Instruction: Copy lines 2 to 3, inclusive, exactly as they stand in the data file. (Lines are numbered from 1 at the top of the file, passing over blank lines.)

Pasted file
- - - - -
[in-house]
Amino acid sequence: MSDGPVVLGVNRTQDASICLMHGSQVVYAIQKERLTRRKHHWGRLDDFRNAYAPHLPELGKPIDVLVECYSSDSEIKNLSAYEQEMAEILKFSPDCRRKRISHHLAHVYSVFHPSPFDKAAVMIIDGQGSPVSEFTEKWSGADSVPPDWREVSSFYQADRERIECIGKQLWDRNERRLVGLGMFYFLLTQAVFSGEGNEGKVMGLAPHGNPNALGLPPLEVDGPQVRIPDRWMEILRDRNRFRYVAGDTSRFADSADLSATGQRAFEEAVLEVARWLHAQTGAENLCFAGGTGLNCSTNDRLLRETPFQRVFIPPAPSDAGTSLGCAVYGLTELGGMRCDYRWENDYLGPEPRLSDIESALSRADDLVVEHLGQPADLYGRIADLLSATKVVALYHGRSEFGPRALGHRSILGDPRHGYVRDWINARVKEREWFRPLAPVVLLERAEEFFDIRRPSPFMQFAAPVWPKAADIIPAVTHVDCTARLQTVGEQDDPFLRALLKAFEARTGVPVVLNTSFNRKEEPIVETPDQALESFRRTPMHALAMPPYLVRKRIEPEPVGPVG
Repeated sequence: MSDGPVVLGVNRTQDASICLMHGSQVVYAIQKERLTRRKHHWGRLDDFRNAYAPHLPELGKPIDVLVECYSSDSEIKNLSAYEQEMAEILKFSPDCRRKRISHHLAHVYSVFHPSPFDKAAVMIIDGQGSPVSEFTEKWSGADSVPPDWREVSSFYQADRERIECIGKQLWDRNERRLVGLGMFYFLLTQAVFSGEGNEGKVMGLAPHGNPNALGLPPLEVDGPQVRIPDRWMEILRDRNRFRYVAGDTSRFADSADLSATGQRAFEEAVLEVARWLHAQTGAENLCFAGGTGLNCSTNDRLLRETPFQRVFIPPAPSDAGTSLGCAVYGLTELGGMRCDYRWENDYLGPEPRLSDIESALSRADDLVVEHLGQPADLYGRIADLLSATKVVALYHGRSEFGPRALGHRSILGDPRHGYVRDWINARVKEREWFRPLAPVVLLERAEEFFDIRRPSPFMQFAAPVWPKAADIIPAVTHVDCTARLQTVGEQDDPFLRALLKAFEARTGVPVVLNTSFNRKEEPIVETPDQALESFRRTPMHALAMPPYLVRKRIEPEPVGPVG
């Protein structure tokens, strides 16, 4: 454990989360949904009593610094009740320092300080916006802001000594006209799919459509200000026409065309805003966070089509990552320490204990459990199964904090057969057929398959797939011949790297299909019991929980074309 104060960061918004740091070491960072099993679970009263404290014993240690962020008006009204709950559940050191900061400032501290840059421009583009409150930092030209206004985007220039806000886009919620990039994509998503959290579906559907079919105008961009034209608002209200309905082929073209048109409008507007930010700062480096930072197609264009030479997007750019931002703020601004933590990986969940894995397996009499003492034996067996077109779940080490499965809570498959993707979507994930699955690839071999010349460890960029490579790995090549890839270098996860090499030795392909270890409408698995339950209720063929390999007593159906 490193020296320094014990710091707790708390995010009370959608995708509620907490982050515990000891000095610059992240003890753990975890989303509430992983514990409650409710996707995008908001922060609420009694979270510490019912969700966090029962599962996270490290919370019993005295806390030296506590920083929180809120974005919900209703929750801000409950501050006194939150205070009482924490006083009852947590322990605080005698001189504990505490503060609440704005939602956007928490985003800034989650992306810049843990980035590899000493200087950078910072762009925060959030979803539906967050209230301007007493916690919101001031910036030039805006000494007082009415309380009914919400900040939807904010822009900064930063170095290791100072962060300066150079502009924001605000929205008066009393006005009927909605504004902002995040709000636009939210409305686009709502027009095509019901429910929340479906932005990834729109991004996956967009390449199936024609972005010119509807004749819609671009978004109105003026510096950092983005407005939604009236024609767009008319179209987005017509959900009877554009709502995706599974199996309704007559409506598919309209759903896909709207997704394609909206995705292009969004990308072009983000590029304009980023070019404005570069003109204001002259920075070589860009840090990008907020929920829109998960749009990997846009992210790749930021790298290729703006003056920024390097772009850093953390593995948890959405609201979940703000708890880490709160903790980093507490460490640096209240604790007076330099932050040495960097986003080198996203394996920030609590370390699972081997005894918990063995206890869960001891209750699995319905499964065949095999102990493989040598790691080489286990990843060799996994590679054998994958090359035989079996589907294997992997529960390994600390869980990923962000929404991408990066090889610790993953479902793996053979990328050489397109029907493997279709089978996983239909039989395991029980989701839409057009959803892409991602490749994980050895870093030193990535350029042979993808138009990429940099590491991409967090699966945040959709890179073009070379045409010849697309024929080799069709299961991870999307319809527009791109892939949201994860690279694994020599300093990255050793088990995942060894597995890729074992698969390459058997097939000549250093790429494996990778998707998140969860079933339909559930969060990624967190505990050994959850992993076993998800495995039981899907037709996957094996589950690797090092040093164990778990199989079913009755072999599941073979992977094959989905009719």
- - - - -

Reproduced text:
Amino acid sequence: MSDGPVVLGVNRTQDASICLMHGSQVVYAIQKERLTRRKHHWGRLDDFRNAYAPHLPELGKPIDVLVECYSSDSEIKNLSAYEQEMAEILKFSPDCRRKRISHHLAHVYSVFHPSPFDKAAVMIIDGQGSPVSEFTEKWSGADSVPPDWREVSSFYQADRERIECIGKQLWDRNERRLVGLGMFYFLLTQAVFSGEGNEGKVMGLAPHGNPNALGLPPLEVDGPQVRIPDRWMEILRDRNRFRYVAGDTSRFADSADLSATGQRAFEEAVLEVARWLHAQTGAENLCFAGGTGLNCSTNDRLLRETPFQRVFIPPAPSDAGTSLGCAVYGLTELGGMRCDYRWENDYLGPEPRLSDIESALSRADDLVVEHLGQPADLYGRIADLLSATKVVALYHGRSEFGPRALGHRSILGDPRHGYVRDWINARVKEREWFRPLAPVVLLERAEEFFDIRRPSPFMQFAAPVWPKAADIIPAVTHVDCTARLQTVGEQDDPFLRALLKAFEARTGVPVVLNTSFNRKEEPIVETPDQALESFRRTPMHALAMPPYLVRKRIEPEPVGPVG
Repeated sequence: MSDGPVVLGVNRTQDASICLMHGSQVVYAIQKERLTRRKHHWGRLDDFRNAYAPHLPELGKPIDVLVECYSSDSEIKNLSAYEQEMAEILKFSPDCRRKRISHHLAHVYSVFHPSPFDKAAVMIIDGQGSPVSEFTEKWSGADSVPPDWREVSSFYQADRERIECIGKQLWDRNERRLVGLGMFYFLLTQAVFSGEGNEGKVMGLAPHGNPNALGLPPLEVDGPQVRIPDRWMEILRDRNRFRYVAGDTSRFADSADLSATGQRAFEEAVLEVARWLHAQTGAENLCFAGGTGLNCSTNDRLLRETPFQRVFIPPAPSDAGTSLGCAVYGLTELGGMRCDYRWENDYLGPEPRLSDIESALSRADDLVVEHLGQPADLYGRIADLLSATKVVALYHGRSEFGPRALGHRSILGDPRHGYVRDWINARVKEREWFRPLAPVVLLERAEEFFDIRRPSPFMQFAAPVWPKAADIIPAVTHVDCTARLQTVGEQDDPFLRALLKAFEARTGVPVVLNTSFNRKEEPIVETPDQALESFRRTPMHALAMPPYLVRKRIEPEPVGPVG